After the war, Conners worked for Truman, though old Harry never did like or trust him. Conners did a lot of the radio talk shows of the day. His version of things was that he pretty much ran foreign policy and Truman had to get permission before he made any serious foreign policy announcement. All the while he was publishing best-selling books that extolled the virtues of the masses - the kind of thing you'd have if John Steinbeck had written copy to accompany Walker Evans's famous photographs of the Depression - the trouble being that Steinbeck was not only of the masses (like Conners), he genuinely loved the masses (unlike Conners). Conners spent his public life banging on tables on behalf of the masses, but he spent his private hours in limousines, attending ballet, opera, and movie premieres, and sleeping with the wives of the powerful and famous. His motive seemed to be revenge. By God, I didn't have a silver spoon shoved up my ass the way you did, but I'll get even by turning your spoiled wives into instruments of betrayal.
    He was able to sustain his power until another man of the masses came along. For Senator Joseph McCarthy, Richard Conners was an obvious and easy target. All he had to do was remind his ever-growing TV and radio audience that not only did Richard Conners's personal life demonstrate his contempt for American virtues, so did his professional life. He quoted many passages from Conners's books back to him, while Conners sat there looking like a slightly bored duke as played by Charles Boyer. Two or three times on that first afternoon (you can bet everybody in Black River Falls was watching, McCarthy having convinced the networks to televise his hearings live), Conners corrected McCarthy's grammar and attire ("That suit of yours could stand a cleaning, Senator"). Conners was a strapping, physically powerful man so he never came across as effete, but he did seem arrogant and icy. The last quote McCarthy read was the most devastating. Conners contended that the American press had consciously vilified Stalin, who was, according to Conners, a decent man who only dealt harshly with his political enemies when necessary. "The American press is afraid to portray Joseph Stalin for what he really is - a true man of the people." It was after this that McCarthy hinted he'd given secrets to the Russians.
    I still remember that quote and how stupid and infuriating it was. But a good deal of the left was caught up in maintaining Joe Stalin's image as that of a beloved and temperate uncle. Stalin was a butcher on par with Hitler. While I hated the Cold War, I wasn't naive about Russia or the merciless Soviet regime that ran it, or the proliferation of Russian spies in the United States following the war. The conservatives were paranoid and hysterical about spies; the liberals refused to do anything about them or to even acknowledge their presence.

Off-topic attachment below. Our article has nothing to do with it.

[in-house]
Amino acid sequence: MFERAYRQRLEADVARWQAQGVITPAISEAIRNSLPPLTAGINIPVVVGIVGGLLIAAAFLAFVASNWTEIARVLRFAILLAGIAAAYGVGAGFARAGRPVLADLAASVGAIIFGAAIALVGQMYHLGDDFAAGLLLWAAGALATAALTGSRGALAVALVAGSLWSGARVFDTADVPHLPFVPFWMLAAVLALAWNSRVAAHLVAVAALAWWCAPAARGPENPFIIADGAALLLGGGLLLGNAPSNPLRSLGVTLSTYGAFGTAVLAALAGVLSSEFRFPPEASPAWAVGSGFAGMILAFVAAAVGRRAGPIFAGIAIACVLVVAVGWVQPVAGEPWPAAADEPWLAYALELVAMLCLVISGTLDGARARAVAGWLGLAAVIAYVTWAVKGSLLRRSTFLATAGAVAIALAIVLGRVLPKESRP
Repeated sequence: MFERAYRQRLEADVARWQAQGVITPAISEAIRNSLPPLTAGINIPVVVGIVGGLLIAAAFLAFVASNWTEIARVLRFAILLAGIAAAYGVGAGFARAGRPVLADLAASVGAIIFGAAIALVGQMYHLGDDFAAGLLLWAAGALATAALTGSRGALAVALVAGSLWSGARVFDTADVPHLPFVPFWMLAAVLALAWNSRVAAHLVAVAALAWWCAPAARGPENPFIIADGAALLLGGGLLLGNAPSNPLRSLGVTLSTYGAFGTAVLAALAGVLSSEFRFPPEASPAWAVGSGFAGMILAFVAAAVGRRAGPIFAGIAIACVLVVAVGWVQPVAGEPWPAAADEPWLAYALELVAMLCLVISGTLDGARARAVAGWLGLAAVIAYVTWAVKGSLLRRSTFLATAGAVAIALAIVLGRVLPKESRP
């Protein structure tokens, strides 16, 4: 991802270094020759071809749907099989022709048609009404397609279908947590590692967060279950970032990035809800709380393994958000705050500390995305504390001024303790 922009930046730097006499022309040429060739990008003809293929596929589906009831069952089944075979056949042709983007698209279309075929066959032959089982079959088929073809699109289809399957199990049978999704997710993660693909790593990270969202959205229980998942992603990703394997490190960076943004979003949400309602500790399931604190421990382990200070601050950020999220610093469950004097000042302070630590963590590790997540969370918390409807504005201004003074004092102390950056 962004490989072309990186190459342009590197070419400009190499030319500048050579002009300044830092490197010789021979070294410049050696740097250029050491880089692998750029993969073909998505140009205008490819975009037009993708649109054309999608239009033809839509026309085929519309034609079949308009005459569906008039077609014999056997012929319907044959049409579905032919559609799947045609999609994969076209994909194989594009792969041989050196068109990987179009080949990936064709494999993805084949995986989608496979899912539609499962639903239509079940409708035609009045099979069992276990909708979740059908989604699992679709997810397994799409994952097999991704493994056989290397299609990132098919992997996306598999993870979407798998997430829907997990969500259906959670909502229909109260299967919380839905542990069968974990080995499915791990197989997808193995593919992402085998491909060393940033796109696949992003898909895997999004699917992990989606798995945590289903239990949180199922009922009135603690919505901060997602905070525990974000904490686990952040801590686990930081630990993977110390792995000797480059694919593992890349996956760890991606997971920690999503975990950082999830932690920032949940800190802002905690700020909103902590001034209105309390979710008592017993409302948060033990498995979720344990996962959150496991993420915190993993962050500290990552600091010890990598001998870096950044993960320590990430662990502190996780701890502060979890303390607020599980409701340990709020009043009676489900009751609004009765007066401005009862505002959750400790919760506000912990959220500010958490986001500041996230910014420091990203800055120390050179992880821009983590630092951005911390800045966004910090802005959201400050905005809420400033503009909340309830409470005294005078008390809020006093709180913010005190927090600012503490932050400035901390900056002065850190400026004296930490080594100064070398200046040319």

That was the end for Richard Conners. His State Department tenure ceased with Ike's election, it being unlikely that Conners and John Foster Dulles would become fast friends; Harvard, where he'd been lecturing part-time, declined to invite him back; and his publisher suddenly felt that there was no longer an audience for his books. Such was life during the time of Joe McCarthy. Spying on your fellow American citizens got so bad that the Hearst newspapers started supplying "facts" about local "subversives" in their respective communities.
    Conners took to writing mysteries (some good ones) under a pen name and he returned to Black River Falls, where he bought the old Grotte mansion. It was a huge place of native stone, an aerie really, perched above the Iowa River on a red clay mountaintop. He'd been here a year when Trawler College asked him to lecture on political science. He was such a seductive speaker that the college decided to risk the ire of the local political right and make him writer-in-residence.
    
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    "C'mon," he said now. "Let's walk."
    Despite their political differences - which were vast - my boss, Judge Esme Anne Whitney, who carries a photo of Ayn Rand in her wallet (just kidding), is a friend of Richard Conners. He's a frequent guest at her parties. She considers him something of a social equal, given all his connections. He'd been in her chambers many times when I came in but had never deigned to acknowledge me. I mentioned this to the Judge one day, and she said, "He's a perfect liberal, McCain. He loves the masses but hates people. He figures his love for the downtrodden gives him the right to be a snob and a shit. I, on the other hand, hate the masses but love people." Which was a crock, but I hadn't said anything.
BOOK: Will You Still Love Me Tomorrow?